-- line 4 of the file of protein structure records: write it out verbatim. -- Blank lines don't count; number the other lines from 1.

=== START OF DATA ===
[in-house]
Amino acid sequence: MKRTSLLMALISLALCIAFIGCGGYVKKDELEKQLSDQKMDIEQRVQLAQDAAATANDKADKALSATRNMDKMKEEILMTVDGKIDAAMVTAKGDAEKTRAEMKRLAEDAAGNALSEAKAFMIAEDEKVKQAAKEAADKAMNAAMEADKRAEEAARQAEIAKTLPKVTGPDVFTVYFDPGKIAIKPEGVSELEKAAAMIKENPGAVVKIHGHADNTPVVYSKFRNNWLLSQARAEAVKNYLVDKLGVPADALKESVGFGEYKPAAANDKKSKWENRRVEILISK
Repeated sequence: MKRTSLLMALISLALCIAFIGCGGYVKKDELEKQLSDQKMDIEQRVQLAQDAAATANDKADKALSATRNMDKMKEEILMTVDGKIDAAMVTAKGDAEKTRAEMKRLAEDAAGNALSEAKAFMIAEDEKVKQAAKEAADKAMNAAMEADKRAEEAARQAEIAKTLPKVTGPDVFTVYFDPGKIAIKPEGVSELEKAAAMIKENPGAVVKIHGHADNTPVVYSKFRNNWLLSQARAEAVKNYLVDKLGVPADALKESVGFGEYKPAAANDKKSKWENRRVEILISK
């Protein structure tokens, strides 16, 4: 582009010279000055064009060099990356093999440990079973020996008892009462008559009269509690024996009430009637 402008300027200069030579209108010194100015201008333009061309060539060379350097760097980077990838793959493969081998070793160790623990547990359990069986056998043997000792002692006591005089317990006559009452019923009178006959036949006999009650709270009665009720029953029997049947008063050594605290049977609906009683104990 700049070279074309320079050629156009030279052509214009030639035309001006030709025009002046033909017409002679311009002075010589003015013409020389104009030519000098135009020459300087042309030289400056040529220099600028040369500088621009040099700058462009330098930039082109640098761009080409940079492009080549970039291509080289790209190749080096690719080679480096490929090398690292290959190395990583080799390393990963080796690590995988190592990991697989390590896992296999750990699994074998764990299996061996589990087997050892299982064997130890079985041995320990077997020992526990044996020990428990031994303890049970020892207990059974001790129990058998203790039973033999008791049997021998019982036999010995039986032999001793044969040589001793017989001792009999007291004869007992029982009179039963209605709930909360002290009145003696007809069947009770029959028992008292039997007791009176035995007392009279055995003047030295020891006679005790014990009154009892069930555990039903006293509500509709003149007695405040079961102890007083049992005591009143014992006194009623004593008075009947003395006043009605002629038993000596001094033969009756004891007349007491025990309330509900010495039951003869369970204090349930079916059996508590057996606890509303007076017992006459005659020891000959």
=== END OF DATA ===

């Protein structure tokens, strides 16, 4: 582009010279000055064009060099990356093999440990079973020996008892009462008559009269509690024996009430009637 402008300027200069030579209108010194100015201008333009061309060539060379350097760097980077990838793959493969081998070793160790623990547990359990069986056998043997000792002692006591005089317990006559009452019923009178006959036949006999009650709270009665009720029953029997049947008063050594605290049977609906009683104990 700049070279074309320079050629156009030279052509214009030639035309001006030709025009002046033909017409002679311009002075010589003015013409020389104009030519000098135009020459300087042309030289400056040529220099600028040369500088621009040099700058462009330098930039082109640098761009080409940079492009080549970039291509080289790209190749080096690719080679480096490929090398690292290959190395990583080799390393990963080796690590995988190592990991697989390590896992296999750990699994074998764990299996061996589990087997050892299982064997130890079985041995320990077997020992526990044996020990428990031994303890049970020892207990059974001790129990058998203790039973033999008791049997021998019982036999010995039986032999001793044969040589001793017989001792009999007291004869007992029982009179039963209605709930909360002290009145003696007809069947009770029959028992008292039997007791009176035995007392009279055995003047030295020891006679005790014990009154009892069930555990039903006293509500509709003149007695405040079961102890007083049992005591009143014992006194009623004593008075009947003395006043009605002629038993000596001094033969009756004891007349007491025990309330509900010495039951003869369970204090349930079916059996508590057996606890509303007076017992006459005659020891000959």